WERE there two Gandhis in India? Yes, there were. And who are they? The one, the original one, of course, was Mohandas Karamchand Gandhi, the Mahatma. The other was Khan Abdul Ghaffar Khan, otherwise known as the Frontier Gandhi.
But how come that a tribal leader from the troublesome North West Frontier Province (NWFP) came to be associated with the Mahatma? Good question. This book seeks to provide the answer. Khan Abdul Ghaffar Khan was a Pathan. And the Pathans were always known for their fierce sense of Independence. Nobody in the past had subdued them, though, in the second half of the 19th Century and for some time still later in the 20th, the British tried hard to do so – and largely failed. The Pathan homeland became a part of the British Empire, but only in name. The Pathans were never fully subjugated. They largely lived in poverty and fear. Badala, the obligation of revenge, ran deep in their blood.
Ghaffar Khan’s father was a big landlord and he sent his son to a British school, despite the protestations of the mullahs. Ghaffar, his second son, was also sent to a missionary school like his elder brother. As he completed his studies, he was offered a commission in the British Army. He refused to accept it. His father wanted to send him to England to study engineering (His elder brother was then studying medicine). His mother opposed the idea. He obliged his mother. Instead, he took to educating children of his fellow Pathans and started a school – a very novel thing for those days. He went round the entire North West Frontier Province and visited every one of the five hundred villages in the settled districts of the Frontier. So, popular did he become that he came to be known as Badshah Khan – King of Khans!
The Pathans of all clans, Afridi, Mohmand, Yusufzai, Mahsud, Waziri, Mohammadzai, Orakzai now had a leader. He wanted to serve his fellow Pathans. He opened more schools. At this point he heard of a man called Gandhi and the latter’s philosophy of satyagraha and non-violence. This appealed to him. When Gandhi called for a hartal when the British passed the notorious Rowlatt Act, Badshah Khan responded wholeheartedly. Frightened, the Frontier Government declared Martial Law, arrested Ghaffar Khan and sentenced him to six months in prison. They kept his feet shakled, cutting the ankles to the bone and scarring them permanently.
This was the beginning of the success of the Non-Violent Movement in the Frontier Province. “It is my inmost conviction,” said Badshah Khan, “that Islam is amal, yakeen, muhabat (selfless service, faith and love). To the end he followed this principle. And he joined Gandhi in his movement to free India.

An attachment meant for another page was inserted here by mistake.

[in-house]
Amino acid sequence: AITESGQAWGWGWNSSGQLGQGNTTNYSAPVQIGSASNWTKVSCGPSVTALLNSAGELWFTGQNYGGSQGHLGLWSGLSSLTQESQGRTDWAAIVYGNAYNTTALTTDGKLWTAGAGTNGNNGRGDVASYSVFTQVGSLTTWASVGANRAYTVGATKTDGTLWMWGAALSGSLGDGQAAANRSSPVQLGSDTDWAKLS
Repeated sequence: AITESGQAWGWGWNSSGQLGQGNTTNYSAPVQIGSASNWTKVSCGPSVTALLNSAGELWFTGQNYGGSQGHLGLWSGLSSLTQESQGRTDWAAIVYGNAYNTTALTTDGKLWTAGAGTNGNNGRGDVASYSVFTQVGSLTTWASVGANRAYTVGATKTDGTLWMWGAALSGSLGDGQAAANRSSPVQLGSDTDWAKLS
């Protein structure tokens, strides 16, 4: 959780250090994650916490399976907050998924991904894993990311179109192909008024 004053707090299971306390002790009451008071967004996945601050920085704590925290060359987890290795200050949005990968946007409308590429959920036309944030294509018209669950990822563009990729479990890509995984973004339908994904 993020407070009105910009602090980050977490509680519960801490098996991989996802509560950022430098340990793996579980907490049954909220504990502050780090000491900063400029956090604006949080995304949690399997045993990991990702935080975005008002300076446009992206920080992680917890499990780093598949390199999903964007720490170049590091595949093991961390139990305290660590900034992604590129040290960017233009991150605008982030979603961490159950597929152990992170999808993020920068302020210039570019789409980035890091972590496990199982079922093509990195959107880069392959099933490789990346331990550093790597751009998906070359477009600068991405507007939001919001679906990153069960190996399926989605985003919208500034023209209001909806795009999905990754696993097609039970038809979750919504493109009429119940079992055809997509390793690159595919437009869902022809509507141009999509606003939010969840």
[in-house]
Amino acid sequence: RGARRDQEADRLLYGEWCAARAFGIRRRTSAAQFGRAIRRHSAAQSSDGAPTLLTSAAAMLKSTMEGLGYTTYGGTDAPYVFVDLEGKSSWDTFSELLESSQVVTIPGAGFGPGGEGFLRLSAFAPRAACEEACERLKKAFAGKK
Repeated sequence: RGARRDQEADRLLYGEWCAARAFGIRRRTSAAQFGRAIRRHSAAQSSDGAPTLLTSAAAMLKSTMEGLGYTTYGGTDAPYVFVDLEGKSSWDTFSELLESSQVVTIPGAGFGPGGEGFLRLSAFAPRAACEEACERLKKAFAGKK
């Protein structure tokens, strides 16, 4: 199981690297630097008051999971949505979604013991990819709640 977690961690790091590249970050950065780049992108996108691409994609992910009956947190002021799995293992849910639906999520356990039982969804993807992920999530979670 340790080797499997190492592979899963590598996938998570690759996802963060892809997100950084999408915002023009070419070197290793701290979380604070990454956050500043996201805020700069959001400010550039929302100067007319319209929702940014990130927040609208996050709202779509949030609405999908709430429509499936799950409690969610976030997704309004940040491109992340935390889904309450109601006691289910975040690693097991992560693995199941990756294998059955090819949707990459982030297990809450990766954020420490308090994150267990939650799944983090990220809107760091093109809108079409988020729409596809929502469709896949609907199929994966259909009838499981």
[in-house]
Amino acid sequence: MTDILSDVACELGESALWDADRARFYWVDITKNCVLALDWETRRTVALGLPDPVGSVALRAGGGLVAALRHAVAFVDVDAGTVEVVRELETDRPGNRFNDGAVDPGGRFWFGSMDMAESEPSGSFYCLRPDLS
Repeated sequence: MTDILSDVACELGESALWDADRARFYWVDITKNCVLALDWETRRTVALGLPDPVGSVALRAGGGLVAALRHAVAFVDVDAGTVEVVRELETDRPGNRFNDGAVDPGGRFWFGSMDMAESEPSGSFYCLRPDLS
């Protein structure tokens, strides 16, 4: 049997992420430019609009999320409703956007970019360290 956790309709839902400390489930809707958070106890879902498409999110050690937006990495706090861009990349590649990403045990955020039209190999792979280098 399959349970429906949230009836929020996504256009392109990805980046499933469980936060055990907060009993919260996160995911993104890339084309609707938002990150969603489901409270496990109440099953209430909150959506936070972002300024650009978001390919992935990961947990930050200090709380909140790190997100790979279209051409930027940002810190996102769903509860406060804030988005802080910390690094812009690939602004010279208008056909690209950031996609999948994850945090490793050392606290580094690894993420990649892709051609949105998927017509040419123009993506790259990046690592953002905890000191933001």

The British would fire on unarmed crowds, beat the Pathans, try to humiliate them. Unarmed Pathans were shot at sight in some instances. Badshah himself twice escaped being killed. With Gandhi’s example before him, Badshah even began to awaken Pathan women. Almost overnight, as it were, they came out of their burqah. All this was frightening the British. From Delhi came the orders to the government authorities in the North West Frontier Province: “Crush the Red Shirts!” (as the Khudai Khidmatgars were known). But the Red Shirts couldn’t care less. They were willing to face any consequence for supporting the national struggle for freedom without fear. They even invited Mahatma Gandhi to visit them. When the Mahatma obliged and travelled to Peshawar, as Easwaran reports, “thousands of Khudai Khidmatgars” were waiting “along the roadsides in their red-shirt uniforms, erect, smiling, free”. Gandhi was thrilled. About that time, the Muslim League, led by MA Jinnah, the arch communalist, asked Badshah Khan and his followers to join it to fight against what the League called “Hindu rule”. Badshah refused. He told the League that the real enemy of the Muslims was not the Hindus, but the British who were ruling them.
This is a detailed and very touching story of the life and times of one of India’s greatest sons. He paid very dearly for his non-violent fight for Independence and never wavered for a moment. He suffered physically and mentally but to the end he stood up for his values. There never was such a Muslim leader in the past and one suspects there never will be again in the future. Badshah Khan is unique in every sense. No one before him had raised a Pathan army of 100,000 non-violent men, though he insisted that he was not preaching a new creed but was only following the Prophet himself who practised it fourteen hundred years earlier. This is a book to adorn one’s bookshelf. It dazzles.
(Jaico Publishing House, A-2, Jash Chambers, 7-A, Sir Phirozshah Mehta Road, Fort, Mumbai-400 001)